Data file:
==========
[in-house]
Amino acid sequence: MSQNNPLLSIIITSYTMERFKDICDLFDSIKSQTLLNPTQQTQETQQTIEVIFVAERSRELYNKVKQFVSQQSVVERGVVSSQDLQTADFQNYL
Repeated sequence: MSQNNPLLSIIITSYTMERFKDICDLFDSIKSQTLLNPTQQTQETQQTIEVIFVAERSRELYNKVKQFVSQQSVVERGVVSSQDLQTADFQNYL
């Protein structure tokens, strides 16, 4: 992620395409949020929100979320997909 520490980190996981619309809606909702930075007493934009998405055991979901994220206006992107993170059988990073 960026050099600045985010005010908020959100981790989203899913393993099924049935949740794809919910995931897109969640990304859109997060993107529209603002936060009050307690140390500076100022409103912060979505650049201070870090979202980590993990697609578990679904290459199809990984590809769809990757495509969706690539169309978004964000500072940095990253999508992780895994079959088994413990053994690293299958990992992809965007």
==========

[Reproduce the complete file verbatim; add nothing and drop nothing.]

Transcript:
[in-house]
Amino acid sequence: MSQNNPLLSIIITSYTMERFKDICDLFDSIKSQTLLNPTQQTQETQQTIEVIFVAERSRELYNKVKQFVSQQSVVERGVVSSQDLQTADFQNYL
Repeated sequence: MSQNNPLLSIIITSYTMERFKDICDLFDSIKSQTLLNPTQQTQETQQTIEVIFVAERSRELYNKVKQFVSQQSVVERGVVSSQDLQTADFQNYL
């Protein structure tokens, strides 16, 4: 992620395409949020929100979320997909 520490980190996981619309809606909702930075007493934009998405055991979901994220206006992107993170059988990073 960026050099600045985010005010908020959100981790989203899913393993099924049935949740794809919910995931897109969640990304859109997060993107529209603002936060009050307690140390500076100022409103912060979505650049201070870090979202980590993990697609578990679904290459199809990984590809769809990757495509969706690539169309978004964000500072940095990253999508992780895994079959088994413990053994690293299958990992992809965007």